Harden's survey result
“Since getting a (long-overdue) Michelin star, the team have upped their game” yet further, at Adam Byatt’s ever-more-outstanding Clapham trailblazer – “a very slick operation”, with an attractive position near Clapham Common. “In many respects it rivals Chez Bruce with the added advantages of more table space and less lead time for a table!” “Exemplary cuisine combines the familiar with interesting novelties without being outlandish or showing off”. “You are made to feel very welcome” by the “unusually well-informed staff” and the setting is “delightfully calm and relaxing”. See also Trinity Upstairs.
“We are privileged to have it as our local!” – Adam Byatt’s Clapham landmark “goes from strength to strength”, and “at last has a well deserved Michelin star” (though we’re not sure what took them so long). “The whole team are so knowledgeable and committed to providing a memorable meal”, and results are “exceptional” from an à la carte menu that’s more “conventional” than its former multi-course tasting format. “They’ve greatly improved the decor since refurbishing a couple of years ago too, but it can still lack buzz.” See also Upstairs at Trinity.
“Since the refurb last year, Adam Byatt is at the top of his game”, and his “classy” Clapham ten-year-old – “so much more than a neighbourhood local!” – rivals nearby Chez Bruce as the area’s top gastronomic destination. His “clever” cuisine is “exciting AND completely satisfying” and there’s a “wide-ranging and superb” wine selection available by the glass, all delivered by “well-informed and un-pompous” staff. (“The addition of upstairs at Trinity is working well” too – an “interesting and appealing”, but cheaper option to the ground floor – formula price £43). Mr Michelin Man – “a star must be due surely?” STOP PRESS. Michelin finally provided the much-overdue star in October 2016.
“You feel the money’s been well-spent” at Adam Byatt’s fine-dining “oasis” in Clapham – “a superb all-rounder”, where staff are “friendly without being overbearing”, the room is “lovely and airy”, the cuisine “consistently brilliant” and where “the Chef’s Cellar wines are particularly well chosen”. In October 2015 it is relaunching after a 3-month closure, with an open kitchen, new outside dining area, and a new ‘casual dining’ option on the first floor called ‘Upstairs’, with small plates and communal tables.
Trinity Restaurant Diner Reviews
"Beautifully presented food as always, but the puddings misfired. the salted caramel was too salty and the rhubarb lacked any discernible sharpness, which was needed to cut through some very fatty mains. The service which is usually spot on, bored on the obsequious this time. Not a direction I favour."
"Fabulous food which was not supported by timing of the delivery of food: with our first course arriving 1 1/2 hours after we arrived. The whole meal took 3 1/2 hours (without post dinner coffee/tea) and whilst the serving staff were very friendly and attentive which is just too long when paying well over £100 a head."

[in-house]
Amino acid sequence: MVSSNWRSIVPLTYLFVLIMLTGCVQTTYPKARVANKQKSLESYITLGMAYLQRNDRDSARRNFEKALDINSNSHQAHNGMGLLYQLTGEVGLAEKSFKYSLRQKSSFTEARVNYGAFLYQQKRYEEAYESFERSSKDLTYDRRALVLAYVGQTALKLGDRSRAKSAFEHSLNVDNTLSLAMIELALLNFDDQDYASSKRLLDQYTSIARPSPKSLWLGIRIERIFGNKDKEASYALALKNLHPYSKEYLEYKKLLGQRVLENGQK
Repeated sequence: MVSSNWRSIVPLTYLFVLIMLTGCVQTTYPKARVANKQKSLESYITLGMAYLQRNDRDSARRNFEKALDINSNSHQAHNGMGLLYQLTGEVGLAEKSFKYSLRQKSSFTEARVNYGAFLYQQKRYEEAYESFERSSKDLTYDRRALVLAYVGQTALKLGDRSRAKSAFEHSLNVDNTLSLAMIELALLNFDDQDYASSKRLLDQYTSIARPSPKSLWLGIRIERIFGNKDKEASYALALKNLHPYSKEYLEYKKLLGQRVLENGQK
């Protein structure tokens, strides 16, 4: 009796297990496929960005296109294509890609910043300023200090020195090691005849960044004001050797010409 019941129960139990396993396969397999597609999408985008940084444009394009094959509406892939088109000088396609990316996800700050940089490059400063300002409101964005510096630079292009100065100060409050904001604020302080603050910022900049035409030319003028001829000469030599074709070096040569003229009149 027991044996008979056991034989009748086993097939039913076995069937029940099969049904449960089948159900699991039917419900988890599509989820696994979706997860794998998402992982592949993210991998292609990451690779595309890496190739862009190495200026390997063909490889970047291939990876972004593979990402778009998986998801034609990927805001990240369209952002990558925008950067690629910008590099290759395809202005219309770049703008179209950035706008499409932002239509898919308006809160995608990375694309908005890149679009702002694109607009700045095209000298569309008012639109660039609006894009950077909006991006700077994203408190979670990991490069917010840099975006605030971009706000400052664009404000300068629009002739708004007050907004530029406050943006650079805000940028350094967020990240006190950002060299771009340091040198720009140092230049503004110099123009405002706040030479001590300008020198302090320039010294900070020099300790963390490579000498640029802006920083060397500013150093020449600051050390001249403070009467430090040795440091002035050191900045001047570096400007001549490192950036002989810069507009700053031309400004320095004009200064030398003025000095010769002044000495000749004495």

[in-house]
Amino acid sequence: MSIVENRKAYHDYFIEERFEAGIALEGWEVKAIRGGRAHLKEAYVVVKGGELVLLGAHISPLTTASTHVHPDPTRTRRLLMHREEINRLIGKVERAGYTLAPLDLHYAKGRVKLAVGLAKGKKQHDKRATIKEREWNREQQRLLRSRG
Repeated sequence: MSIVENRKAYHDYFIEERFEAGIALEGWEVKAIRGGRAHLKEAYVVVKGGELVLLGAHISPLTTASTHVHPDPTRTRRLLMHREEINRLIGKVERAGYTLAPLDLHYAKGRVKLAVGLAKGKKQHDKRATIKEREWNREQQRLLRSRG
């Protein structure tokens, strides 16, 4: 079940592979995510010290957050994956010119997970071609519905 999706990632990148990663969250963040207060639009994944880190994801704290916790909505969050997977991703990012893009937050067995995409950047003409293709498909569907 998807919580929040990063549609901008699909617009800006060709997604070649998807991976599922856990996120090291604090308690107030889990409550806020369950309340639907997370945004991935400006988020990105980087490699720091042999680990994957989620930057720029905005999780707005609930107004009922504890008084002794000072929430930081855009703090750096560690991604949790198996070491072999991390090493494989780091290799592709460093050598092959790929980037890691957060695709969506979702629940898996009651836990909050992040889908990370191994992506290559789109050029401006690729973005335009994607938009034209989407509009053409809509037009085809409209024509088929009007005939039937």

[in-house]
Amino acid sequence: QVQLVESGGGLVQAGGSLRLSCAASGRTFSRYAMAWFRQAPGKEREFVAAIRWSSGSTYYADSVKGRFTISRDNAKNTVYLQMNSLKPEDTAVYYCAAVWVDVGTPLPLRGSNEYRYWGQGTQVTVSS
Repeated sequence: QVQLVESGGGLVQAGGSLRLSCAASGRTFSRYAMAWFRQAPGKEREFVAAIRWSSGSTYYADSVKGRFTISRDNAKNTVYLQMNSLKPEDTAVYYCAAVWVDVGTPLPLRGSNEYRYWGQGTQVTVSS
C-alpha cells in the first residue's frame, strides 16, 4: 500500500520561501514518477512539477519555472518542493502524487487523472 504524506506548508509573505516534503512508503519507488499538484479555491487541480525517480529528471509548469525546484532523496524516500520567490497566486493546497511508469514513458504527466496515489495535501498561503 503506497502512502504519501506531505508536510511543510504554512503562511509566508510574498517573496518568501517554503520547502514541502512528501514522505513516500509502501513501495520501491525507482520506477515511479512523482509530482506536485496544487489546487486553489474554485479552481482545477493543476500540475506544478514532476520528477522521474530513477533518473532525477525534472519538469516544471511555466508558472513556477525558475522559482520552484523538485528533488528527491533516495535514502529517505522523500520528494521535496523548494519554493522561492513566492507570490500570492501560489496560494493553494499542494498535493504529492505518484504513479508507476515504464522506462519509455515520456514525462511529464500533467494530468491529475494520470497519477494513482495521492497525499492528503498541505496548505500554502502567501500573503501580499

Adam Byatt is a foodie-world favourite. He first hit the headlines - in a modest way - back in 2002, when his Clapham restaurant Thyme was at the cutting edge of the 'tasting plate' revolution. Then - flushed with success - he moved Thyme to Covent Garden. It failed, however, and he subsequently re-launched on the same site as 'Origin'. Hidden-away on the first floor of a multimedia centre, Origin has still always had difficulty attracting the following its interesting cuisine deserves.
This new outlet takes Mr Byatt back to his 'roots', near Clapham Common (just a couple of hundred yards from the original Thyme). The obvious problem is that Clapham has never proved itself a 'natural' fine-dining destination, and you have to have real innovation or quality on your side to succeed.
Well, on our visit, there was no particular innovation, and nothing about this place was quite good enough. For a start, the setting is below the aspiration level: at £50 a head, you do not want to hear, as we could, a deep-fat fryer bubbling away during your lunch. (Nor to smell it, but that was probably just a ventilation teething problem.) But, in the last analysis, it was the food which let the place down. If customers go to the trouble of seeking out a place like this, they need to be rewarded with intense flavours. We weren't, with none of the half-dozen dishes we sampled really impressed. Even bread, hot from the oven, was a non-event.
Perhaps it was just early days. But we can't help thinking that a visit to Origin, with its handier West End location, would still be a better bet.
4 The Polygon, London, SW4 0JG
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lunch 12.30 pm - 2.30 pm, Sun 3 pm, dinner 6.30 pm - 10.30 pm
Last orders: 10 pm, Sun 9 pm